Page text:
2007, p.236239.
Shannon on cryptography: Shannon: Communication Theory 1949. The unpublished
"A Mathematical Theory of Communication" of 1945: see ann.3.
Cf. Roch: Shannon 2009, p.96123; Rogers/Valente: History 1993, p.39,42ss.
For antiaircraft systems the security of the transmission of control signals
was crucial: Roch: Shannon 2009, p.144152. back
8 Shannon: Redundancy 1950, p.123/248; Wiener: Cybernetics
1949, p.18. back
9 Bense: Aesthetica 1982, p.153,160,211,325; Roch: Shannon
2009, p.115s. back
10 Bense: Aesthetica 1982, p.213. back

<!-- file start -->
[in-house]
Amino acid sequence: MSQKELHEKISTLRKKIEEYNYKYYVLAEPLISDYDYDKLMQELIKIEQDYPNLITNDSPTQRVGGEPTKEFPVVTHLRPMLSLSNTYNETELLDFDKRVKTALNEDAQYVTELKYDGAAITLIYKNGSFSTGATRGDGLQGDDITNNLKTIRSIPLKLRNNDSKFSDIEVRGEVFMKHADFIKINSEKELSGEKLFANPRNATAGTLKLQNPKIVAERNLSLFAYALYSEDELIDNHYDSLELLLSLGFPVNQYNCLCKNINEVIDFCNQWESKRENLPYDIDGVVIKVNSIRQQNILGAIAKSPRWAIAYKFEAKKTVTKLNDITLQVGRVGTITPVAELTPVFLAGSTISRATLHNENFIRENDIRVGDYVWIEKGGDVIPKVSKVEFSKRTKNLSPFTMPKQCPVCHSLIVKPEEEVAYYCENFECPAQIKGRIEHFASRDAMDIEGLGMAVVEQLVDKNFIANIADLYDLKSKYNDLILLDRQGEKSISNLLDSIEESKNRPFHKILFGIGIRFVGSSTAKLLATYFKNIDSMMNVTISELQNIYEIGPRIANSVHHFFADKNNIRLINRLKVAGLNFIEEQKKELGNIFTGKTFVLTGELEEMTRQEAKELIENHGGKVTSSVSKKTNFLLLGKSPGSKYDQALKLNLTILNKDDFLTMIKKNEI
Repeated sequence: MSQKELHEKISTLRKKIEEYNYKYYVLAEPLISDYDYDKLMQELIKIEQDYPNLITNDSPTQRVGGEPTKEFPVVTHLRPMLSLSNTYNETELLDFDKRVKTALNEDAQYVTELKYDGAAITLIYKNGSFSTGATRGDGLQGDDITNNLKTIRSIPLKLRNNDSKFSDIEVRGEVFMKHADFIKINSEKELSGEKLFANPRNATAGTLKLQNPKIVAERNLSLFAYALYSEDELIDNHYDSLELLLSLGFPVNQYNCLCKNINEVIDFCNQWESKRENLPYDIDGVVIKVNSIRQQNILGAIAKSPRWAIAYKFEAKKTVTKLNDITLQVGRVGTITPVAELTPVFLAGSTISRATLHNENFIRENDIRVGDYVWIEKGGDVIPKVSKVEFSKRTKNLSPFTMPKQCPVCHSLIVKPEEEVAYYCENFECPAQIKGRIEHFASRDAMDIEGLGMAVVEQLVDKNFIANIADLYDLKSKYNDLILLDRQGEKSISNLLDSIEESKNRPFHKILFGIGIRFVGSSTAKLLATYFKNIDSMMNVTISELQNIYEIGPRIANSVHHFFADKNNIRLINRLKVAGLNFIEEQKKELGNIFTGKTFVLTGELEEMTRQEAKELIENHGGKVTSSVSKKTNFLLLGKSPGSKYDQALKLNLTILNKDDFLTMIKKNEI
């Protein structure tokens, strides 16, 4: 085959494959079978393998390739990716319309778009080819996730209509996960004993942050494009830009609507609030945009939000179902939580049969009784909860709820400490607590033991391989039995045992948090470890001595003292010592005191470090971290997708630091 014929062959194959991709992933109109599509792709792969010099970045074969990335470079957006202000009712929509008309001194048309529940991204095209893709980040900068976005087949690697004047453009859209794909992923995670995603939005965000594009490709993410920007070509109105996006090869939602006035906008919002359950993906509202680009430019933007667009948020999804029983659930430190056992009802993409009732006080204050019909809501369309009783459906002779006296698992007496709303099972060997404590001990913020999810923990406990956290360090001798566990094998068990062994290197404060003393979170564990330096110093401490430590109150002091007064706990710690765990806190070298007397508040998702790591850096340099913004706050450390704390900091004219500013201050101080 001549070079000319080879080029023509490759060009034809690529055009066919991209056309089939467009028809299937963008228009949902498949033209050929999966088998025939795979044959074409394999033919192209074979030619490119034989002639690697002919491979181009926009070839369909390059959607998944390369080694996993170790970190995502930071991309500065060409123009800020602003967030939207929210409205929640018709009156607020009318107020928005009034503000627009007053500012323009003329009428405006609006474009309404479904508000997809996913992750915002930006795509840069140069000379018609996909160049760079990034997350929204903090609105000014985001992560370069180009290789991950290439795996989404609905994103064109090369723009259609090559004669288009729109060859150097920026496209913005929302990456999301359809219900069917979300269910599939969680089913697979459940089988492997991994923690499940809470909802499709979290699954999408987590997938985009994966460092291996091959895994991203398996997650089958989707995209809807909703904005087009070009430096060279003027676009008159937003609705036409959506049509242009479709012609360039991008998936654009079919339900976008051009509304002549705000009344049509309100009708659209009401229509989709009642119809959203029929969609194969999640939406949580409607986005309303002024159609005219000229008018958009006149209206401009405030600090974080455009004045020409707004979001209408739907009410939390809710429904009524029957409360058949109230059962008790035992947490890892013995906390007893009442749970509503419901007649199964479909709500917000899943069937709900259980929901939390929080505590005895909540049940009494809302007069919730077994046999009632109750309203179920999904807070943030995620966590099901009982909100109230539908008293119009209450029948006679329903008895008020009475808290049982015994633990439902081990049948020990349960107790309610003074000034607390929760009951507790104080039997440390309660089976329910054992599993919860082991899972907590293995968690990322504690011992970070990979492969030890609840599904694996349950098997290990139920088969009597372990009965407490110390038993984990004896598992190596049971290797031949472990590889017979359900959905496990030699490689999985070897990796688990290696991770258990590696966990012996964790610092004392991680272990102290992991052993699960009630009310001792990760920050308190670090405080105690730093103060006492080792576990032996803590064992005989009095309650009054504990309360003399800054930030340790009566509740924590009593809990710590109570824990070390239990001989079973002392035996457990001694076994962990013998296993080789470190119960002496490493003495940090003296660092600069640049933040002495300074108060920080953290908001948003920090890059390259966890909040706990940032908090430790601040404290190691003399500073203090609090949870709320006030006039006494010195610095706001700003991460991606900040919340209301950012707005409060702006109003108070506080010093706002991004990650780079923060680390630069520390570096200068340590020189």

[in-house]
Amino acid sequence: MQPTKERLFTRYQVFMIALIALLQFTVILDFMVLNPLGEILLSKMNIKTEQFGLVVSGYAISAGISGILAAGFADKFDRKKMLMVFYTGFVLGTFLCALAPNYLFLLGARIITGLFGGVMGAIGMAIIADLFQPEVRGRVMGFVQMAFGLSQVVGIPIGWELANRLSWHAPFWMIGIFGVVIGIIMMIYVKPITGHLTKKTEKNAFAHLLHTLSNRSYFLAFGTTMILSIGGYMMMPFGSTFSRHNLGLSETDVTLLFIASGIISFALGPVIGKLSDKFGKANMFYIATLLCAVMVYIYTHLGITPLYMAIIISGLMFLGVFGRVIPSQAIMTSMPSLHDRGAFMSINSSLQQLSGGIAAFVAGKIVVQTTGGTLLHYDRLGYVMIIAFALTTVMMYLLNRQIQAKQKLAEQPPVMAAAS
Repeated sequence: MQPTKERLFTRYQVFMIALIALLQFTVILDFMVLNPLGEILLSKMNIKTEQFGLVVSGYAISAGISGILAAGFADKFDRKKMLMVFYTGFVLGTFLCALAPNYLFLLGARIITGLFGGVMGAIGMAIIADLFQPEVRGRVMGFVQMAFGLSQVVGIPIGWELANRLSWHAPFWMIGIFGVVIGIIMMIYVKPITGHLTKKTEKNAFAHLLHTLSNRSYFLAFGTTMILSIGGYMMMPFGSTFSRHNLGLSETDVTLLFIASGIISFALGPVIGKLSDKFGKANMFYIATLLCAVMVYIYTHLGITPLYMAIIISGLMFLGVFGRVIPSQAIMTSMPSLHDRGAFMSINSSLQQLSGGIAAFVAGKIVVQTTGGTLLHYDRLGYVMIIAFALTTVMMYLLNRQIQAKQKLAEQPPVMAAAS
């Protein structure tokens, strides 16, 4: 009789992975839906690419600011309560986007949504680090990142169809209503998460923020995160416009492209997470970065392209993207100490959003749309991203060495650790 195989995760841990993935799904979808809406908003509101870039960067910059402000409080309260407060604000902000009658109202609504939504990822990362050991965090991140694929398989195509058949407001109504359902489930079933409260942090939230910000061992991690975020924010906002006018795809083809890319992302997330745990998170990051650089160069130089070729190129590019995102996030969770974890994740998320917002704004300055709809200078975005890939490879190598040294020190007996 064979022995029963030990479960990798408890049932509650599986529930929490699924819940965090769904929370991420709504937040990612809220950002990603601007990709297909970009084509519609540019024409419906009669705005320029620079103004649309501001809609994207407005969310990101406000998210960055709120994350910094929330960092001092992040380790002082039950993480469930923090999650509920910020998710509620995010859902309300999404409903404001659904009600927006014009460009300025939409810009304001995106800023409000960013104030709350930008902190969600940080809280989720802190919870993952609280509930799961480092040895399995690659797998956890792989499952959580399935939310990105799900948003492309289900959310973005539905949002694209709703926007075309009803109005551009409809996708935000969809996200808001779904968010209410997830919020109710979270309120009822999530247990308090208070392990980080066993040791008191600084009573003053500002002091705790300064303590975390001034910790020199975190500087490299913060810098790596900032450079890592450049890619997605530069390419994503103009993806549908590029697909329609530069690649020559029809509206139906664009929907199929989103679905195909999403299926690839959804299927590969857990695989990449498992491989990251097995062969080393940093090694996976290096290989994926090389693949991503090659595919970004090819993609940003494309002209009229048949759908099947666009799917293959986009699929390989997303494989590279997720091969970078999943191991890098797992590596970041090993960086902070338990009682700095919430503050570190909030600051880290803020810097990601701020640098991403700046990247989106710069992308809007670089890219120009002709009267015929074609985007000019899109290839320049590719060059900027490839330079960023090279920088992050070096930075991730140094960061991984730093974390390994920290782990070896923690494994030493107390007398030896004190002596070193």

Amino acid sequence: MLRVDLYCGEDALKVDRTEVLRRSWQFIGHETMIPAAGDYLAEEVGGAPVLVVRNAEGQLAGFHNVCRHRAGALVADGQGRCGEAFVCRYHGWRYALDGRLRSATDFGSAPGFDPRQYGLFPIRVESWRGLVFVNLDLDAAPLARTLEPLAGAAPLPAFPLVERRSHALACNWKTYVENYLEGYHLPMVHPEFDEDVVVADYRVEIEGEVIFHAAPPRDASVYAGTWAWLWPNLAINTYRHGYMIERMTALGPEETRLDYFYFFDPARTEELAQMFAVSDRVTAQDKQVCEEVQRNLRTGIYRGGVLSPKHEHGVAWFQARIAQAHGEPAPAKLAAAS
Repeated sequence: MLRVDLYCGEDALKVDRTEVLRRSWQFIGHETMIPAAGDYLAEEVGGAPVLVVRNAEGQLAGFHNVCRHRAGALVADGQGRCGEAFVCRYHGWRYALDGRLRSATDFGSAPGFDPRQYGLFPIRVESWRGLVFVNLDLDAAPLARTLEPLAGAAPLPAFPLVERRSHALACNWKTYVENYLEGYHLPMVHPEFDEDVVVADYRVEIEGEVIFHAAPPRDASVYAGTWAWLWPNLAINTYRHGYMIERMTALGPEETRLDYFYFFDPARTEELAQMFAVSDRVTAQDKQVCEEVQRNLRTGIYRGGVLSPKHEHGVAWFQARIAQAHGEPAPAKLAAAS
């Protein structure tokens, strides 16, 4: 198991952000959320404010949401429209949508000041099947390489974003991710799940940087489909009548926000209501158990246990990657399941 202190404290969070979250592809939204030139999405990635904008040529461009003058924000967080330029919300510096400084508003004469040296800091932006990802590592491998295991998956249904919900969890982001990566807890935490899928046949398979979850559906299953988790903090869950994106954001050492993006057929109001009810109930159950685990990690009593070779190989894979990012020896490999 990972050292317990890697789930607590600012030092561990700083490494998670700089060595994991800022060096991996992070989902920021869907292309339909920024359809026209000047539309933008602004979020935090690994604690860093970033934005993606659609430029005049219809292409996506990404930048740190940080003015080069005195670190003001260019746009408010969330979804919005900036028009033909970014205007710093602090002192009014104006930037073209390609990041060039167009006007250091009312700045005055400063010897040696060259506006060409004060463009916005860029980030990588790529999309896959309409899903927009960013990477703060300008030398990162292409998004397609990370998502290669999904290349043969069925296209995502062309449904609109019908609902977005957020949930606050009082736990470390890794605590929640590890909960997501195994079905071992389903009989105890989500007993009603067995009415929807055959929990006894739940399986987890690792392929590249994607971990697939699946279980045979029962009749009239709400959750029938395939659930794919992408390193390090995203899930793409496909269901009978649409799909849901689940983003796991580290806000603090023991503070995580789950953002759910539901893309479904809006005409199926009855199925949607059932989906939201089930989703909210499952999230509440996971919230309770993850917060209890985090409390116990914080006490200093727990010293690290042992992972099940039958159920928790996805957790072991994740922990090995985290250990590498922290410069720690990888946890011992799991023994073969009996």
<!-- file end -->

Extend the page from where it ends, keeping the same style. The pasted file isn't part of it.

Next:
11 Cf. Roch: Shannon 2009, p.33s.; Wiener: Cybernetics
1949, p.22s.,139ss. (with comparisons between relais and nerve cells).
back
12 Bense: Aesthetica 1982, p.212s.; Porr: Systemtheorie
2002, p.6; Shannon/Weaver: Theory 1949/1998, p.14,32s. back
13 Wiener: Cybernetics 1949, p.13,113136. back
14 Roch: Shannon 2009, p.160s.; Shannon/Weaver: Theory
1949/1998, p.68. back
15 Bense: Aesthetica 1982, p.364s. back
16 Gregory Bateson and Margaret Mead in Brand: God
1976. back
17 Ashby: Design 1960, p.100121; Ashby: Introduction
1957, p.7385. Cf. Wiener: Cybernetics 1949, p.134ss. back
18 Ashby: Introduction 1957, p.202219; Ashby: Variety
1958; Porr: Systemtheorie 2002, p.11ss. back
19 Luhmann: Systeme 1984, p.60s. back
20 Porr: Systemtheorie 2002, p.13s.,18,41s.,51. Cf.
Ashby: Variety 1958, chap. Operational Research. back
21 Luhmann: Systeme 1984, p.47s. back
22 Luhmann: Systeme 1984, p.249. back